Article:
You need to understand what an index of refraction is.
The listed refractive index of a medium is defined as the velocity of light through a vacuum divided by the speed of light through a medium. This order is important.
The speed of light through air is close enough to the speed in a vacuum that often people refer to the refractive index being the speed of light through air vs the medium, and it’s a close enough definition for most real time graphics. But understand there’s an inherent assumption here that light is travelling in air into a medium when you’re looking at those lists of refractive indices. When the light passes out of that medium back into air the equation flips. The index of refraction is now calculated as the speed of light through a medium divided by the speed in air!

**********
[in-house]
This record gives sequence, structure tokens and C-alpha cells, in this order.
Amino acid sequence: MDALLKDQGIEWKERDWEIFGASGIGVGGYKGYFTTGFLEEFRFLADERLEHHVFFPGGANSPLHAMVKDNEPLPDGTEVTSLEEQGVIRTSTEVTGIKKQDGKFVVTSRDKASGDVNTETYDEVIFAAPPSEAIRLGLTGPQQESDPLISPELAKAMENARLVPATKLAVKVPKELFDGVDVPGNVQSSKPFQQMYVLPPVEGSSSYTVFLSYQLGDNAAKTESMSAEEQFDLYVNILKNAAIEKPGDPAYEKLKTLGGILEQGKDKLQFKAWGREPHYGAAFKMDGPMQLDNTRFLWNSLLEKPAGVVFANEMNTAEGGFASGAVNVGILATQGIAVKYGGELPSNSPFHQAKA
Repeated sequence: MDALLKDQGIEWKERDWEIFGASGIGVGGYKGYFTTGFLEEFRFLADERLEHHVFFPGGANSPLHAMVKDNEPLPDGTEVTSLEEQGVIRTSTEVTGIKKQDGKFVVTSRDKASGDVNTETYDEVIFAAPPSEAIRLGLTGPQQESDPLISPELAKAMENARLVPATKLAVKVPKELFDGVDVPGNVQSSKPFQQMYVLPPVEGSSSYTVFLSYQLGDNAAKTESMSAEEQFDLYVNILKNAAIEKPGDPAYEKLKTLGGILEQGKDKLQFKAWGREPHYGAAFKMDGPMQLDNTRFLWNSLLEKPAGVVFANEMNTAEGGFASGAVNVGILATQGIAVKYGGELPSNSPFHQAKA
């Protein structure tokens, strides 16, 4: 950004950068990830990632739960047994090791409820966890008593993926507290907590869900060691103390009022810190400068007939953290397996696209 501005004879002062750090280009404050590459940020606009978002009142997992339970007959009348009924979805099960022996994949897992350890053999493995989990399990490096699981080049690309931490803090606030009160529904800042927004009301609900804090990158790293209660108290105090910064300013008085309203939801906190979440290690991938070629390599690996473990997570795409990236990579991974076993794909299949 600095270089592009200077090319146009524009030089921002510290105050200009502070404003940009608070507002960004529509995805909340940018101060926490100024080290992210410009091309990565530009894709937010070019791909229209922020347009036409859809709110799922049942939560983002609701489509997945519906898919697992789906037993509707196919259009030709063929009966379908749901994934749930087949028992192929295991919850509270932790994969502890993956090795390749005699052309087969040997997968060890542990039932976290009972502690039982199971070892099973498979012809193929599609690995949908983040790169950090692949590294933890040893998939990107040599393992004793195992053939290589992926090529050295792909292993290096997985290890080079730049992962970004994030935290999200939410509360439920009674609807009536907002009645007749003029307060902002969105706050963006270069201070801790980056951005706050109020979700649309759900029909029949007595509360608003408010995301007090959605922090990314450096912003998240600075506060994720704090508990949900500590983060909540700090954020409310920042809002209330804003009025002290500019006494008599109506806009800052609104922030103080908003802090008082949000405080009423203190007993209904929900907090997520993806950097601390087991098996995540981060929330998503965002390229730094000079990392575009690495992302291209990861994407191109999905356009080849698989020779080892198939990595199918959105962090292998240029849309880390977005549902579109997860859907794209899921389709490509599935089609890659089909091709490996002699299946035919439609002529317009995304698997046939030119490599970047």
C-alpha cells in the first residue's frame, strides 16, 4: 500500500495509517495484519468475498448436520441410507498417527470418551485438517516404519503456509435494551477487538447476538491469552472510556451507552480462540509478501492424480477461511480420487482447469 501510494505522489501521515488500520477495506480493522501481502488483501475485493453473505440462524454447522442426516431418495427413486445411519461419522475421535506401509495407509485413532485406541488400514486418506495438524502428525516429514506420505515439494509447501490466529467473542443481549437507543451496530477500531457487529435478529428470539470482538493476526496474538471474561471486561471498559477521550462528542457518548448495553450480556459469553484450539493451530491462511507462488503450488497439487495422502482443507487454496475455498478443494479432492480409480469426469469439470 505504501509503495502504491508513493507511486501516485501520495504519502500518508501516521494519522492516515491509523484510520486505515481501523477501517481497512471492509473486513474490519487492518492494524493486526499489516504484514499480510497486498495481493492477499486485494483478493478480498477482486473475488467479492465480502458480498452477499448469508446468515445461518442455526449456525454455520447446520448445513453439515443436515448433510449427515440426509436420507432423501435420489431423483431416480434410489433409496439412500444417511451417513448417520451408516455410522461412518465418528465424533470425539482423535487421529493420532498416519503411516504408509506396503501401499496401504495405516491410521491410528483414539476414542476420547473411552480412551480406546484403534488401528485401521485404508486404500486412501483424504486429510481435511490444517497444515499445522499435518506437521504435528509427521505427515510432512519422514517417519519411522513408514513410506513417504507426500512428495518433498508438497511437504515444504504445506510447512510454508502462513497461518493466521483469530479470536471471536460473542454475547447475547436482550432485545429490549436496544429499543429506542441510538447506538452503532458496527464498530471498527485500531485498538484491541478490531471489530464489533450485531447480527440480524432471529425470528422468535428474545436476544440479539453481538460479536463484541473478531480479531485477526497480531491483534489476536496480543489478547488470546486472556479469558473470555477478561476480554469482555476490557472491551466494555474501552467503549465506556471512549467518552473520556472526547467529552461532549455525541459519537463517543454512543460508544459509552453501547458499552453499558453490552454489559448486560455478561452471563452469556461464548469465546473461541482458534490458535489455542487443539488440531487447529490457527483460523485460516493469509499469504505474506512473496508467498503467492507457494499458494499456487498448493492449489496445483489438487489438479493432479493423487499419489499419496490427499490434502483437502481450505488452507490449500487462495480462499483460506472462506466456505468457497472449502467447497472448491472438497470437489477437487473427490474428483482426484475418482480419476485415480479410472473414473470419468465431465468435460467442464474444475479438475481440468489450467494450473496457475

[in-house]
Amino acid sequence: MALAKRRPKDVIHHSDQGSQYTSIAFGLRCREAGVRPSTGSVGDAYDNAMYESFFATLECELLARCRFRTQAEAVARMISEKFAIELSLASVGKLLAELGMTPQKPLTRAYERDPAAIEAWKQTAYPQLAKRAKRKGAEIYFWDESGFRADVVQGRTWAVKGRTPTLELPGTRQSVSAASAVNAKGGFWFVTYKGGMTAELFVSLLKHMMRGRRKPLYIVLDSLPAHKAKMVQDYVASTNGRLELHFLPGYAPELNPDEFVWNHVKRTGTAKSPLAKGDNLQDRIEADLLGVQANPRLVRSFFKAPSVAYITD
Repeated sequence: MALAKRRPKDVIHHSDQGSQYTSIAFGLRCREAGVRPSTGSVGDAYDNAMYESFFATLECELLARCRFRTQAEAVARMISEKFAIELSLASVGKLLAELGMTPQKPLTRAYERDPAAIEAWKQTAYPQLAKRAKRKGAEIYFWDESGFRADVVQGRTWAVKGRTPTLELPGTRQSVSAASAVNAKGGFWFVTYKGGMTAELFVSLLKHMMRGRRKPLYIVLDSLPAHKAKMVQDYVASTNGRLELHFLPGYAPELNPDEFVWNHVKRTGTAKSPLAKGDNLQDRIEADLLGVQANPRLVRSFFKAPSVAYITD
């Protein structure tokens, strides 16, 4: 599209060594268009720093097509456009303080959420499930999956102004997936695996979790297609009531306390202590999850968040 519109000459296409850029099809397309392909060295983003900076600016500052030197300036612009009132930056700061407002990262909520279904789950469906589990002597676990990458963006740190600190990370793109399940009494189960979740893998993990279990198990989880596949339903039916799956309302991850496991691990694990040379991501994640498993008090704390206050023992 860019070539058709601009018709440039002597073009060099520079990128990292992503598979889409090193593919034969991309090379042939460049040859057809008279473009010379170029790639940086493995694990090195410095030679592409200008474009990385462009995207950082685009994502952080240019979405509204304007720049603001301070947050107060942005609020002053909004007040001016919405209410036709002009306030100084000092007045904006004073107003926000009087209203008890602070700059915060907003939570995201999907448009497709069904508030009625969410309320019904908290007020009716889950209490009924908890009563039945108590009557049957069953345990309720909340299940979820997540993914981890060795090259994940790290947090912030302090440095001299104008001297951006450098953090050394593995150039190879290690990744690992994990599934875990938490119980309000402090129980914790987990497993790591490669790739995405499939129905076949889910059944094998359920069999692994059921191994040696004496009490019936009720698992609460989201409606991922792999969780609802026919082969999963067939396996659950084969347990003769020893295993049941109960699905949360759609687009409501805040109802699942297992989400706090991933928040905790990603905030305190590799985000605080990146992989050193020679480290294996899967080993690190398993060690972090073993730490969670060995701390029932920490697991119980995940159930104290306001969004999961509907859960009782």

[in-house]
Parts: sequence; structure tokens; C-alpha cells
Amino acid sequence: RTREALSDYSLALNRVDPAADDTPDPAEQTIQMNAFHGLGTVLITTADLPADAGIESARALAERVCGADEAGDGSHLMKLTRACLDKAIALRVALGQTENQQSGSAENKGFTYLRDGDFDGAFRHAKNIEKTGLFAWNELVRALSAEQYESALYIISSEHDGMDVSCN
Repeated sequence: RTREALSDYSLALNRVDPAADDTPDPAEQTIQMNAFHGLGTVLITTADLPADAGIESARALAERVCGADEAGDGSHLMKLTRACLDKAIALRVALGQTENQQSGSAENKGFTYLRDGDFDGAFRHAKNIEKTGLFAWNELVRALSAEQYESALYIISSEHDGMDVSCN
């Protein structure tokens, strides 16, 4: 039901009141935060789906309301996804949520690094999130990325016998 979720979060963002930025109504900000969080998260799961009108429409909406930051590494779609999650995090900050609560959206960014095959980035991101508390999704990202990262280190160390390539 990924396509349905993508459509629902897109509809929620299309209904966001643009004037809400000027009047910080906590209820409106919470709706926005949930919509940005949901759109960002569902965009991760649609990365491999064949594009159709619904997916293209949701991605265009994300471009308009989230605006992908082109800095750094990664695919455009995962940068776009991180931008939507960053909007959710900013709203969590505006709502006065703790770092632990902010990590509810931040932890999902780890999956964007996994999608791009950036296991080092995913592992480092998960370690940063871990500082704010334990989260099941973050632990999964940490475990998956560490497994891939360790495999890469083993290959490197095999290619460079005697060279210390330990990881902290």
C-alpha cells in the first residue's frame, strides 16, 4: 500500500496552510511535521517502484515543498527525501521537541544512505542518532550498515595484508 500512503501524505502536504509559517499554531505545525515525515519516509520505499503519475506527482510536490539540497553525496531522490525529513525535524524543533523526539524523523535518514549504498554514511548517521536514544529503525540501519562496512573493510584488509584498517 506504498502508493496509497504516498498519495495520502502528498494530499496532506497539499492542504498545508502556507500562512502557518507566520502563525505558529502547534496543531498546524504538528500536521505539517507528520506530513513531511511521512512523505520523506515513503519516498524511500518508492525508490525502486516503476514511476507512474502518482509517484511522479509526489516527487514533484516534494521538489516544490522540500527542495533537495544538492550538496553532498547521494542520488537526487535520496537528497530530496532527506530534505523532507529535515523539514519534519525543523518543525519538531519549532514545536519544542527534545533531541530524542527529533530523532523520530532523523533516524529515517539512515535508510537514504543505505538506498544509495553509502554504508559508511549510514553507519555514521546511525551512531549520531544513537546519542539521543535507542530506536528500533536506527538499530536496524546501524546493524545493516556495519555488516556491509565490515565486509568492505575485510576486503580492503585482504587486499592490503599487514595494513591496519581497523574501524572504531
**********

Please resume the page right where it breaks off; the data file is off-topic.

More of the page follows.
This means using a single refractive index for something like a glass sphere in a real time rendered object is a funny thing. In reality, the refractive index for glass is somewhere around 1.5 for air to glass, but there are (at least) two refractions; the refraction entering air to glass (ior 1.5), and exiting glass to air (ior 0.67!). More complex objects like glass cups or heavily facetted objects make this even more interesting. For real time rendering you’re usually only simulating a single refraction, so an ior of less than 1.0 may give a closer approximation to the expected visuals than an ior over 1.0.
It also kind of doesn’t matter, since Unreal is just offsetting the screen position by some hand-wavy amount based on the normal and ior, just do what looks good.